Terminally ill and on death row in Indonesia — Pakistani national Zulfiqar Ali requests to be sent home
Note: Zulfiqar Ali passed away on May 31st, 2018, a few months after this article was published.
Zulfiqar Ali, 54, is a Pakistani citizen on death row in Batu Prison in Indonesia. He was arrested in 2004 and sentenced to death on drug charges, following a forced confession and an unfair trial.
On account of these violations, the former president of Indonesia commissioned an inquiry in 2010 which found Ali to be innocent.
Nonetheless, in July 2016, warrants for his execution by firing squad were issued.
With just 72 hours to live, former prime minister Nawaz Sharif stepped in and Ali’s execution was stayed.
However, he remains on death row and his execution could be scheduled any day.
Indonesian president, Joko Widodo, is visiting Pakistan and will address the parliament today. According to Justice Project Pakistan, the government of Pakistan must press upon him to release Ali so that he may spend his last days with his family on his home soil.
There is pain. Blinding on some days, a dull companion on others. I wish I had become used to it by now, but everyday it feels a little bit more fresh.
The jail doctors have told me I have three months to live — six if I’m lucky. The cancer has left behind only a sliver of liver, despite the fact that almost $40,000 have been spent on my care so far.
They tell me that there are medicines that will make things easier. But to get them I have to pay $5,000.
Painkillers are luxuries that prisoners can ill afford. Perhaps they think that death row prisoners deserve the pain. I wouldn’t wish this agony upon my worst enemy.
Why I’m going through this is beyond me. A government inquiry ordered by the former president of Indonesia found me innocent.
Human rights groups all over the world are supporting me. Indonesian government officials say that the case against me is flawed, weak, and almost non-existent.
I was 38 in 2004 when my flatmate was caught with 300g of heroine in Jakarta. When the police arrested me, I was in Bogor, a city almost 100km away.
I had no idea why I was being arrested and when I asked, I was silenced with a punch and a kick.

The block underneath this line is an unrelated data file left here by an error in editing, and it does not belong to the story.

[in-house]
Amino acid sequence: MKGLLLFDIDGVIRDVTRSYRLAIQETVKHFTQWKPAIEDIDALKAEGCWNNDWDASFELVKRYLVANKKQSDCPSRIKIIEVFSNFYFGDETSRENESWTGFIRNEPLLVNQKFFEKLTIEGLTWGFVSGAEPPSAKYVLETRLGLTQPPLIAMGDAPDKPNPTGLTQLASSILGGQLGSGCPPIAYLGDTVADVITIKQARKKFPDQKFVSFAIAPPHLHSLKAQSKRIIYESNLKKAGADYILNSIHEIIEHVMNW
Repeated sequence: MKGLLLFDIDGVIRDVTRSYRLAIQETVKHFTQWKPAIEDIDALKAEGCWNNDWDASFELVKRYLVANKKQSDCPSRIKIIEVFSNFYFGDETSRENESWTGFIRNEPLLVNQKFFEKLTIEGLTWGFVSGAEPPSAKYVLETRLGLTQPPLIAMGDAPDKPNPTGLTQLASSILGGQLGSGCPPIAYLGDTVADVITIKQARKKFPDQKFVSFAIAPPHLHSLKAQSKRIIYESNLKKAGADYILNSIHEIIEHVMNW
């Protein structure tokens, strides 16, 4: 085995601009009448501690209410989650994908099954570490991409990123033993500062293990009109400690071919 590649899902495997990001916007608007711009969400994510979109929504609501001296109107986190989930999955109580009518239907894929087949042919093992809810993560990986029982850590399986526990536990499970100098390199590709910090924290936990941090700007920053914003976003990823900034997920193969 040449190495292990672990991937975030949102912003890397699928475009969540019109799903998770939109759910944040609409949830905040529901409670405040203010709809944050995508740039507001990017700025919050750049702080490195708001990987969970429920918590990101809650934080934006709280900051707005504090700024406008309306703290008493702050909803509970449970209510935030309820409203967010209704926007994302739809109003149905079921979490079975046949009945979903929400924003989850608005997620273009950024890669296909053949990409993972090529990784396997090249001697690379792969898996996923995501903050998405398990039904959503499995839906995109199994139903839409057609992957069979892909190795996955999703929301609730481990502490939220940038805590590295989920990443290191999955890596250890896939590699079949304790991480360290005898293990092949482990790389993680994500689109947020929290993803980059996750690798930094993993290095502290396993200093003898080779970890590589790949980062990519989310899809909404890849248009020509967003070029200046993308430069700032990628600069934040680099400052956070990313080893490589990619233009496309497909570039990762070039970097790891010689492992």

Perhaps they thought I was trying to evade arrest. It’s easy to get confused when neither of you speak the language. My requests for a translator went unanswered for a month.
Oddly enough, I have not been able to find the words to describe what happened to me after my arrest, in any language.
When I say they kicked me, the verb feels inadequate. Nothing quite captures the weight of a leather shoe swiftly bashing your stomach. There’s an anger to the act, a deliberate, controlled anger which finds the spot where it hurts the most.
There’s a sudden deafening of the world around you. No, it is not enough to simply say “they kicked me.”
After a man has stood over you, telling you that he will tie you to the bumper of the car and make it race forward – you are never the same.
They said it would stop, the pain, if I signed on the dotted line. If I just admitted to partaking in drug trafficking, it would go away – the beating, the kicking, the punching, the death threats.
I was rushed into emergency kidney and liver surgery right after I gave my torture-induced, false confession.
Even if my mind began to heal from the trauma of the torture, pangs from my liver and kidneys would always remind me of those three days. It’s hard for your mind to forget if your body won’t let you.
I lived in Lahore before I moved to Indonesia in 2000 to work in a textiles factory. I thought the money would be better, my family’s life would improve, and that I would bring prosperity to my home — the same home that my aging mother has now had to sell to pay for my medical expenses.
I left Pakistan, but in the end it is Pakistan that has kept me alive so far. In 2016, my wife, Siti, received word from the Pakistan embassy, telling her I had 72 hours to live.
I had said my goodbyes. My youngest child, my son, was not yet eight-years-old, but I compressed the lessons I wanted to teach him about growing up in our last visit.
I was in a room with 13 others – a number that trickled down to 9. The sound of 27 bullets being fired at the same time lingers for a long time. Heavy rain did not drown it, my own pounding heart did not drown it.
But back home, a media storm was brewing. A loud one, and difficult to ignore. The Pakistani prime minister then made a phone call.
That call saved my life.
I am now a dying man, living with cancer in a prison cell. It’s laughable to think I am a danger to anyone.
I have spent the last 14 years of my life in jail for something I did not do. My children have grown up without me, and I have been unable to leave anything behind for them.
I want to come home, to my country, so that I can spend my last days with the people I love, not with guards in a cage.
The government of Pakistan has helped me before. I could not believe my luck, that they did so much for someone who can do nothing for them. But for a man who can do nothing, that means everything.
And sending me home costs less than a $5,000 painkiller.
Zulfiqar Ali spoke from the jail hospital in Batu Prison to Rimmel Mohydin who wrote it in the form of an article.